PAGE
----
Having mentioned the gifts brought by the Magi of course each tell us something about who Jesus is: gold as a gift suitable for a king, frankincense as an offering to God and myrrh as an embalming fluid in recognition that the road he was to follow would involve passing through death. In the reading from Isaiah both gold and frankincense are mentioned but not myrrh: This says to me that the Gospel account of the magi was not written in order to simply fulfil that prophecy but also to transform and exceed it.
It is also interesting that the response of the Magi to meeting Jesus was to honour him with those gifts before returning home but there does not seem to be the exuberant joy of the shepherds on display. An apt reminder that God not only calls very different people into relationship and knowledge of Jesus but that there is more than one way of reacting to that encounter – never let anyone tell you that your encounter with Jesus is less real just because it is different from theirs.
And talking of the call of God today also tells us about some of the different ways that God can call and speak to very different people. He called the shepherds by a host of angels but he spoke to the Magi through their learning and interpretation of a star. This should give us the humility to recognise that God is not constrained by any cultural boundaries; if he wants someone to come to Christ, he can call them wherever they are using whatever method he chooses.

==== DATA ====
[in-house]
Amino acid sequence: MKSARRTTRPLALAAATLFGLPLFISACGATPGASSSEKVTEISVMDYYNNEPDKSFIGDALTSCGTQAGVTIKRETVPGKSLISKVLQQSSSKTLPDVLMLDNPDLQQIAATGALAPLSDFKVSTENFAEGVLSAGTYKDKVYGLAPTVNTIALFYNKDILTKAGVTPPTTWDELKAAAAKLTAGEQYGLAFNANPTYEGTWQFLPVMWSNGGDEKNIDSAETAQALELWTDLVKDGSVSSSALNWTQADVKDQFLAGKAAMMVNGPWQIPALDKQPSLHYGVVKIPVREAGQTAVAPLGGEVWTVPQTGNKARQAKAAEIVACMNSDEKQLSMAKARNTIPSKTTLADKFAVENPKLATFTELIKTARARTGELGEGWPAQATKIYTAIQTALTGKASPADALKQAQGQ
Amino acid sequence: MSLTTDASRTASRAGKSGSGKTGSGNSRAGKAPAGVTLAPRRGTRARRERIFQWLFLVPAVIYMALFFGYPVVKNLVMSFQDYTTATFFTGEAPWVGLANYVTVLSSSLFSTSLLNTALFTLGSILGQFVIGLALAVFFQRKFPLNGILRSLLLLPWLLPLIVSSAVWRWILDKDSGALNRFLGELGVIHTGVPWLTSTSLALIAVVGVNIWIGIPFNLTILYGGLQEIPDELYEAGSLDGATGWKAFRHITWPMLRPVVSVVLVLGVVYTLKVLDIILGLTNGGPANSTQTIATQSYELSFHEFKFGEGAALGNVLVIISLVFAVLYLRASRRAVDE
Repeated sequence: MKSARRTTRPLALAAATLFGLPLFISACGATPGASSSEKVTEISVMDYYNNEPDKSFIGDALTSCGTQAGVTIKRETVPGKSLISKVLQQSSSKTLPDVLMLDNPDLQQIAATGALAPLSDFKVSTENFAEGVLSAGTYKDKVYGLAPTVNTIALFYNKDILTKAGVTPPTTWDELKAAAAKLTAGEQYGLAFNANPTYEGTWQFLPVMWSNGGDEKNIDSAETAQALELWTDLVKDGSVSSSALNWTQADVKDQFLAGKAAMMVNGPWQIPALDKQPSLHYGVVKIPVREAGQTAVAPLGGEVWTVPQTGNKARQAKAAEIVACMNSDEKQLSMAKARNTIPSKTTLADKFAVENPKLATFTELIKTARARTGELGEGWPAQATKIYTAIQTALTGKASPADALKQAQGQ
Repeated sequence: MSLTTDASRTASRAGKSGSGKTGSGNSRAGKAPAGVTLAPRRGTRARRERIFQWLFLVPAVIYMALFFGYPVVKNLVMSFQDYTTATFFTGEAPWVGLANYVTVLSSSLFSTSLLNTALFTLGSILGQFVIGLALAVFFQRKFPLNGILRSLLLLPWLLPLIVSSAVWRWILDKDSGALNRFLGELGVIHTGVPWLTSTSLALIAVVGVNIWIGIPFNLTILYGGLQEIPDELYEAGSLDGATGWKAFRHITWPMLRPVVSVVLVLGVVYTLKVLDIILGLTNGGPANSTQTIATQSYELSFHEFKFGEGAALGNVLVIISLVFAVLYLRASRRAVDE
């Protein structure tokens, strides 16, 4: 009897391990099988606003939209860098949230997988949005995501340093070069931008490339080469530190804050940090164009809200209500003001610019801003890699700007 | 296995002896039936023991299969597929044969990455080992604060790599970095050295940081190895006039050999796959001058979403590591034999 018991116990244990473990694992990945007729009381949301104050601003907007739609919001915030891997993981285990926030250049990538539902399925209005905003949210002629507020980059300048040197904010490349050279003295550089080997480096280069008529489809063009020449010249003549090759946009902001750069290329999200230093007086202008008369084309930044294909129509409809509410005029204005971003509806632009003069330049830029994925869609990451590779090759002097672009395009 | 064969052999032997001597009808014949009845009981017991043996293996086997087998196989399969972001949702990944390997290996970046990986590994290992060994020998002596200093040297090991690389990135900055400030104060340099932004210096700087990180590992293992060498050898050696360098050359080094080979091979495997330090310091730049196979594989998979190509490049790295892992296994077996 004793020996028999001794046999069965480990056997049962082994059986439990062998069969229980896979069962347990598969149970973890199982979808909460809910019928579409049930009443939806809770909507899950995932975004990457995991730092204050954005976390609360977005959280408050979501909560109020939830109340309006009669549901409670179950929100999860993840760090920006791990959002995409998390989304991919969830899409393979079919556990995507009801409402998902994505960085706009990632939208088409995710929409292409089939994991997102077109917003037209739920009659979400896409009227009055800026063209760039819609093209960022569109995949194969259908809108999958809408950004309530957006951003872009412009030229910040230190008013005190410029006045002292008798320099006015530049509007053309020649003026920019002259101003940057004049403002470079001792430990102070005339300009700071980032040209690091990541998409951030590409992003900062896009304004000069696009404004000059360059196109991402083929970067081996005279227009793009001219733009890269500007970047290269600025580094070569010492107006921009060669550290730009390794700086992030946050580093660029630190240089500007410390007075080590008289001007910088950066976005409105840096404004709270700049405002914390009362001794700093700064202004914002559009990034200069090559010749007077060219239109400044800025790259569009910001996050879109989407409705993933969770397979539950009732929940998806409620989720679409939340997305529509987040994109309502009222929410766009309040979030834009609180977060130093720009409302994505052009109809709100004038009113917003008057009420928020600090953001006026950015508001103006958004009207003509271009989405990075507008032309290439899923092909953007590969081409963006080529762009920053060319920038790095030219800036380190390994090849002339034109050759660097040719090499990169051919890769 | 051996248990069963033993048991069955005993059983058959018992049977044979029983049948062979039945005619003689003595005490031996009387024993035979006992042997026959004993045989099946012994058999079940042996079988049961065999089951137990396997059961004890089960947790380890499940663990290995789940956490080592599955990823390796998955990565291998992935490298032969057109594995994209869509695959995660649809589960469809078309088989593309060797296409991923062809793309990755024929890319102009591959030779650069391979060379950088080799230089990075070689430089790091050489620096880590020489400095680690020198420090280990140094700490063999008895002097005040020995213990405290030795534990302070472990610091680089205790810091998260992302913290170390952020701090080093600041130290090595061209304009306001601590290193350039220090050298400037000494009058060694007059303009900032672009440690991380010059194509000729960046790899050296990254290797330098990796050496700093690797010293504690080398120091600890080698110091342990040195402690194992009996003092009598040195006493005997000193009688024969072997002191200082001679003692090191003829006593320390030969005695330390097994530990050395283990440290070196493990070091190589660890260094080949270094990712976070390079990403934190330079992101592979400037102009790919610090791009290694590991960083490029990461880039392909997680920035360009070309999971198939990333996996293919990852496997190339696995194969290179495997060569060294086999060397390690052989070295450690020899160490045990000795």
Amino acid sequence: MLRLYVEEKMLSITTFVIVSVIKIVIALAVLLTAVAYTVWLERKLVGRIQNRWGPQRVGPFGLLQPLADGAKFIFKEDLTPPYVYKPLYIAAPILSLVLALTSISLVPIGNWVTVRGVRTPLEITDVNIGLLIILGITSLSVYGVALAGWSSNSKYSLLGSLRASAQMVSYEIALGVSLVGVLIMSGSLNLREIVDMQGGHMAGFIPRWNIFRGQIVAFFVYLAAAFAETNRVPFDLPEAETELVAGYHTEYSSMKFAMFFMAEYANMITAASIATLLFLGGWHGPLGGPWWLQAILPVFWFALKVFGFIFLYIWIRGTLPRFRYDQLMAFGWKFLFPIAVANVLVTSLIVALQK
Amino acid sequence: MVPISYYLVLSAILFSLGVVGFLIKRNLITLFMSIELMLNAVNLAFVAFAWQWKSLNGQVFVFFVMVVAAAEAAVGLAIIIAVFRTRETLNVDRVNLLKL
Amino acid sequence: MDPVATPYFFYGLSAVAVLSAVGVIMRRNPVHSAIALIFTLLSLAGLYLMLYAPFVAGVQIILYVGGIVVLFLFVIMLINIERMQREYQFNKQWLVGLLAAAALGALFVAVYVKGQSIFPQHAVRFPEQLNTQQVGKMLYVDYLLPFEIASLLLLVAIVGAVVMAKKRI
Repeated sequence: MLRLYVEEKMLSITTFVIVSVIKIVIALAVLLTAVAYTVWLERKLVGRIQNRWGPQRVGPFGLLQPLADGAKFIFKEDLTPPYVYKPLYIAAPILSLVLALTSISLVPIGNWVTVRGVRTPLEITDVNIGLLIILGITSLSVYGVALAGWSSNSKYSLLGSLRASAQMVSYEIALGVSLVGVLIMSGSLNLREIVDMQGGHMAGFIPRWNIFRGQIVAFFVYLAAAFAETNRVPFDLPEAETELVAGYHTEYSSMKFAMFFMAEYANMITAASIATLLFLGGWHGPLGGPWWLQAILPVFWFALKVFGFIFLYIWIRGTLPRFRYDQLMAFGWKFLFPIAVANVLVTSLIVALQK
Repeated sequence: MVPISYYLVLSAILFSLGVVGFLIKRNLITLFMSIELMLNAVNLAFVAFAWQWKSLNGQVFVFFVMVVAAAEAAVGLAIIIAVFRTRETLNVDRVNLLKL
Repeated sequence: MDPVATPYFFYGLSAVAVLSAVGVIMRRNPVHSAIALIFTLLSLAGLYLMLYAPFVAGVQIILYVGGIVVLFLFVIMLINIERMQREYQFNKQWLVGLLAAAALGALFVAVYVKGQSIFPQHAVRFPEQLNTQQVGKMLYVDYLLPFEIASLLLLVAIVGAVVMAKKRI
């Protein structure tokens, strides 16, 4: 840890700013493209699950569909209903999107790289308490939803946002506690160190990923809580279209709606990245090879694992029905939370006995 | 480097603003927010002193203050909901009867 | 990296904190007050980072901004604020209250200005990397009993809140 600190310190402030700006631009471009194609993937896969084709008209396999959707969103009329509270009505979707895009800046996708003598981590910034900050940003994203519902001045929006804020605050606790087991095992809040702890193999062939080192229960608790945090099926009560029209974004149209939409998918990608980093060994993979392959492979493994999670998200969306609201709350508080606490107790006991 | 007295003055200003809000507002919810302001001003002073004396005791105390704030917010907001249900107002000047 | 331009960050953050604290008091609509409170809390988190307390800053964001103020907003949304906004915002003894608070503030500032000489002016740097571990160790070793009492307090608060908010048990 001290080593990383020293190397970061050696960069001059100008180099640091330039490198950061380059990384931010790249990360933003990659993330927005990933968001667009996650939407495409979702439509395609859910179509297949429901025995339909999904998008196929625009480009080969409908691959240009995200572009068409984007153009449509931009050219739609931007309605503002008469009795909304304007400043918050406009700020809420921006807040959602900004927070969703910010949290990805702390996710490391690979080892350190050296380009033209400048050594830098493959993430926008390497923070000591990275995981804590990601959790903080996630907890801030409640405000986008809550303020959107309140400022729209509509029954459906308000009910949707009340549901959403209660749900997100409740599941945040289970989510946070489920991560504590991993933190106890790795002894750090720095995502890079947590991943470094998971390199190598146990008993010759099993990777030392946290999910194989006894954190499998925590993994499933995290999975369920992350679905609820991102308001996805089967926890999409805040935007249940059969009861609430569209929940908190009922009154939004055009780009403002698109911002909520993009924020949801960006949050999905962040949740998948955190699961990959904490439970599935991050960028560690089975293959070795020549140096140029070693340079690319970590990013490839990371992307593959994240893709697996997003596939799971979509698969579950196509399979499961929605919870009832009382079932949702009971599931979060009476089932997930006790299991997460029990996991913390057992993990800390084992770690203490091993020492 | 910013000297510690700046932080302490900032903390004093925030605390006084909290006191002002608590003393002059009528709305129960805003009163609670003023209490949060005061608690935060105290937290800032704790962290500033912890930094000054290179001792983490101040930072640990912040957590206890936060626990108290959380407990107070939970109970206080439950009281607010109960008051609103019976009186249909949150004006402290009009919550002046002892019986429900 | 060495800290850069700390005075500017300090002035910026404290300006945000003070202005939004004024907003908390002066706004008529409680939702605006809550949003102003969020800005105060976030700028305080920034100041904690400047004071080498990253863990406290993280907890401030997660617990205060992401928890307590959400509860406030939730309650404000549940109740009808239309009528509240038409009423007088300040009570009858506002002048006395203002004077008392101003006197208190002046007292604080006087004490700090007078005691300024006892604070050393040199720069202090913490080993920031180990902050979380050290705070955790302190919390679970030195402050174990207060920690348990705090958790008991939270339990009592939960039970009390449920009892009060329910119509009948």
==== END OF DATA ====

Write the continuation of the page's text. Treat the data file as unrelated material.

In this passage God does not speak solely through sending the star. When the Magi visit Herod in his palace Herod also wants to know about the birthplace of the King of the Jews, albeit for very different reasons, and he asks his own wise men to find out where it is to be. They do not look at the star but, rather, they consult the Hebrew scriptures which tell them clearly that the King of the Jews is to be born in Bethlehem.
Finally there is one other method of divine communication mentioned in this short passage. After the magi had paid their respects to Jesus God warned them in a dream not to go back to Herod. In fact God speaks through dreams a number of times in the nativity drama – when he tells Joseph about his plan for Mary and, again, when he tells Joseph that Herod has died and it is safe to come back from Egypt.
We live in a highly rational culture that perhaps feels somewhat embarrassed or worried about anything that is not either clearly written down or understood or explainable but there is plenty of biblical writ to tell us time and time again that God communicates in a myriad of ways. Certainly thinking back on my own life and especially my own journey of faith I can recall encountering God not only in the scriptures, but in the signs and portents of my life and, yes, even in dreams. We should never be afraid to be attentive to God and his call in every aspect of our conscious and sub-conscious life.
The Epiphany is not just about wise men and their gifts. It is about the fact that God wants each and every one of us to come into a relationship with him by encountering Jesus – that he calls us all, whether rich or poor, wise or naïve, local or foreign. That he calls us all differently, using whatever means possible, but it is still up to us to respond. Whether it is by an angel, a star, the scriptures or a dream it is still up to us to put one foot in front of the other and go searching for the promised Jesus.